PASADENA (CNS) – Former Los Angeles Dodgers pinch-hitting star and longtime coach Manny Mota will be among three men inducted into the Baseball Reliquary’s Shrine of the Eternals in a ceremony at the Pasadena Central Library today.
Joining Mota in the 15th class of electees are the late softball pitcher Eddie Feigner and the late Lefty O’Doul, a two-time National League batting champion and one of San Francisco’s greatest sports legends.
Mota topped the field of 50 candidates for election to the Shrine of the Eternals as he was named on 37 percent of the ballots. O’Doul was second with 35 percent and Feigner third with 33.3 percent.
The three candidates receiving the most votes are elected to the Shrine of the Eternals, which differs from the Hall of Fame in that statistical accomplishment is not the principal criterion for election.
Its criteria are distinctiveness of play (good or bad); the uniqueness of character and personality and the imprint the individual has made on the baseball landscape, according to the organization’s website.
Electees, both on and off the field, shall have been responsible for developing baseball through athletic and or business achievements; in terms of its larger cultural and sociological impact as mass entertainment; and as an arena for the human imagination.
Also to be honored today are Emma Amaya, who will receive the Hilda Award, which recognizes distinguished service to the game by a baseball fan, and Steve Bandura, who will receive the Tony Salin Memorial Award, which recognizes individuals for their commitment to the preservation of baseball history.
Mota is scheduled to attend the 2 p.m. ceremony and will be introduced by his son, Jose Mota, an announcer with the Los Angeles Angels of Anaheim.
Mota was acquired by the Dodgers in a June 11, 1969 trade with the Montreal Expos that also brought Maury Wills back to the team, which traded him following the 1966 season. Mota’s .315 career batting average is the sixth highest in franchise history and second highest in Los Angeles Dodger history among players with at least 1,800 at bats.
Mota set a major league record with 150 pinch hits, a mark broken in 2001 by Lenny Harris.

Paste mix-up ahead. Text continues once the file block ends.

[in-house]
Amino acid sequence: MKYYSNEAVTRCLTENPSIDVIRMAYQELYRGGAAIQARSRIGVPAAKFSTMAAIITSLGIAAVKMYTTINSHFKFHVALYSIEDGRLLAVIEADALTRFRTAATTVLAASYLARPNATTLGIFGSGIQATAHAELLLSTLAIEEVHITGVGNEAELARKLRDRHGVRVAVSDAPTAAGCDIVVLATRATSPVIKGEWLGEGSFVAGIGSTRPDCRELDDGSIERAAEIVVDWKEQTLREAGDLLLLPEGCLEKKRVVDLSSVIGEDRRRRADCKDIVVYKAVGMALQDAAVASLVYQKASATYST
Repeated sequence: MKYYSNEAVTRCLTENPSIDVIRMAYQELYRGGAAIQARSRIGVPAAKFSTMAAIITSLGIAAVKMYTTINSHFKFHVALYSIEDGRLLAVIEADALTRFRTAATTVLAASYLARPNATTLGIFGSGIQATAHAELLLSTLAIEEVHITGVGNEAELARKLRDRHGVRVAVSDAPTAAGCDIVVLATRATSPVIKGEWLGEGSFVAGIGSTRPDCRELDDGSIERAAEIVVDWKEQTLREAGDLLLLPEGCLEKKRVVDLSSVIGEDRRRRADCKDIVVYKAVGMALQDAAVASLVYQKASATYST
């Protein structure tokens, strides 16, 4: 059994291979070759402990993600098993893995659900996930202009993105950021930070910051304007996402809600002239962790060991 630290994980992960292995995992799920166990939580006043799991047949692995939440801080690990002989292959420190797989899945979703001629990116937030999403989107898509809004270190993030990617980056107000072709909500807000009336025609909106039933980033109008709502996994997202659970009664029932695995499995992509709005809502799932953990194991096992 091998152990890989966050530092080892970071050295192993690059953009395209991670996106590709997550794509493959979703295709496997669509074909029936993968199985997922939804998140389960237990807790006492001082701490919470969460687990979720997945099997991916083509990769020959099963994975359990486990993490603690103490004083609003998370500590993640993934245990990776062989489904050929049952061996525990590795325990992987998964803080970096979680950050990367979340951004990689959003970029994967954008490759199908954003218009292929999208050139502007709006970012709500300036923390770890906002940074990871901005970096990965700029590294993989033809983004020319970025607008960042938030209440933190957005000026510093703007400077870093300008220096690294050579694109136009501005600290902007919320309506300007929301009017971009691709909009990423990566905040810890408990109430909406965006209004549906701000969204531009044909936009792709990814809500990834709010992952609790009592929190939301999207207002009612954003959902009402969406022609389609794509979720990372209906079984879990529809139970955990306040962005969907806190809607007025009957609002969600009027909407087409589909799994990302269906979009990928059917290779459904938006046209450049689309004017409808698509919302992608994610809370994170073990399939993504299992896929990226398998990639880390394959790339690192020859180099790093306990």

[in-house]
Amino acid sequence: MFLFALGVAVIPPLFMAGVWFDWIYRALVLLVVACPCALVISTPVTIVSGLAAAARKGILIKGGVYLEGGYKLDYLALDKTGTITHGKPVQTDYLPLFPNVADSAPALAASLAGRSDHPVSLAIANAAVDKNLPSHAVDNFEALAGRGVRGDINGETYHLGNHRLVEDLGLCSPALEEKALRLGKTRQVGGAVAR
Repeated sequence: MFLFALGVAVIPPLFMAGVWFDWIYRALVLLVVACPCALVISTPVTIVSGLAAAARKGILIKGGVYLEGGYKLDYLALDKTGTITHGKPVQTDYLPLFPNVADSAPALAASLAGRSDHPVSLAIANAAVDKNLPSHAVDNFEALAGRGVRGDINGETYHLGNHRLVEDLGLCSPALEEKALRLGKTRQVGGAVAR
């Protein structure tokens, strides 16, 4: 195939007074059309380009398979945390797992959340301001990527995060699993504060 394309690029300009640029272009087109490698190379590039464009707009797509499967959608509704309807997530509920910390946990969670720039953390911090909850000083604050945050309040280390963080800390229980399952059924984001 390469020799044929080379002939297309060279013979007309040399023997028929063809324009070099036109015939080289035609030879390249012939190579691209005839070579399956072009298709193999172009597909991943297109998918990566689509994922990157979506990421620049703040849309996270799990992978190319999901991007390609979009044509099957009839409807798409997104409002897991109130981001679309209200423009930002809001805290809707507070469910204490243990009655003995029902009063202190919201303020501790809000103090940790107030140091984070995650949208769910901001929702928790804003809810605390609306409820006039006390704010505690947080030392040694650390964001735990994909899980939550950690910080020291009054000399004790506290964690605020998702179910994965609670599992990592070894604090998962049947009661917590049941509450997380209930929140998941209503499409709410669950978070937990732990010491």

Mota began his Dodger coaching career in 1980 as the first base coach and batting instructor and remained a coach through last season. His 33 consecutive years as a coach with a team in the second-longest streak in major league history, behind Nick Altrock, who coached for the Washington Senators from 1912-53.
The 75-year-old Mota is now an analyst on the Dodgers’ Spanish-language telecasts, a minor league hitting instructor and makes community appearances on behalf of the team.
Mota signed with the New York Giants in 1957 and made his major league debut on April 16, 1962 in the San Francisco Giants 19-8 victory over the Dodgers. The Giants traded Mota to the Houston Colt .45s following the 1962 season, who dealt him to the Pittsburgh Pirates four days before the start of the 1963 season.
Mota remained with the Pirates through the 1968 season. Montreal made Mota its first choice, and second overall, in the 1968 National League expansion draft.
The Induction Day ceremony is open to the public and free of charge. Organizers encourage attendees to arrive by 1:30 p.m. when the library’s auditorium opens. Once seating capacity has been reached, people will be turned away.
The Monrovia-based Baseball Reliquary, founded in 1996, bills itself as a nonprofit educational organization dedicated to fostering an appreciation of American art and culture through the context of baseball history and exploring the sport’s unparalleled creative possibilities.
More information about the Induction Day ceremony and the Baseball Reliquary is available by contacting Terry Cannon at (626) 791-7647 or by email at email@example.com.
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